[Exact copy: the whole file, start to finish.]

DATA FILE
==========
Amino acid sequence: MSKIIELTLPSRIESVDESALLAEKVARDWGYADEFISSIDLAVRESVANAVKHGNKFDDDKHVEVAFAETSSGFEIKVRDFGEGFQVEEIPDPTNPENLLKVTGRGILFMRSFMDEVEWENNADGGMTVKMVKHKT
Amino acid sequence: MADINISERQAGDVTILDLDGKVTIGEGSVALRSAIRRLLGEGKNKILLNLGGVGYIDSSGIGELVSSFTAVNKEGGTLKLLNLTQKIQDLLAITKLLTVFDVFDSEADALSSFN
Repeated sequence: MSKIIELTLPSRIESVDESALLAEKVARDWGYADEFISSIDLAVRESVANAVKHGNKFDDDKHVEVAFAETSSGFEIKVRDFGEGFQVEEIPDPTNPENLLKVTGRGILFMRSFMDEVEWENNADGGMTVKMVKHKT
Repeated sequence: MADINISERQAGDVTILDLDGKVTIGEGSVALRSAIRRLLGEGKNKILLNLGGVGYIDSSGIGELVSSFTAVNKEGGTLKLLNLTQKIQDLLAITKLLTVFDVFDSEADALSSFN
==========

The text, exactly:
Amino acid sequence: MSKIIELTLPSRIESVDESALLAEKVARDWGYADEFISSIDLAVRESVANAVKHGNKFDDDKHVEVAFAETSSGFEIKVRDFGEGFQVEEIPDPTNPENLLKVTGRGILFMRSFMDEVEWENNADGGMTVKMVKHKT
Amino acid sequence: MADINISERQAGDVTILDLDGKVTIGEGSVALRSAIRRLLGEGKNKILLNLGGVGYIDSSGIGELVSSFTAVNKEGGTLKLLNLTQKIQDLLAITKLLTVFDVFDSEADALSSFN
Repeated sequence: MSKIIELTLPSRIESVDESALLAEKVARDWGYADEFISSIDLAVRESVANAVKHGNKFDDDKHVEVAFAETSSGFEIKVRDFGEGFQVEEIPDPTNPENLLKVTGRGILFMRSFMDEVEWENNADGGMTVKMVKHKT
Repeated sequence: MADINISERQAGDVTILDLDGKVTIGEGSVALRSAIRRLLGEGKNKILLNLGGVGYIDSSGIGELVSSFTAVNKEGGTLKLLNLTQKIQDLLAITKLLTVFDVFDSEADALSSFN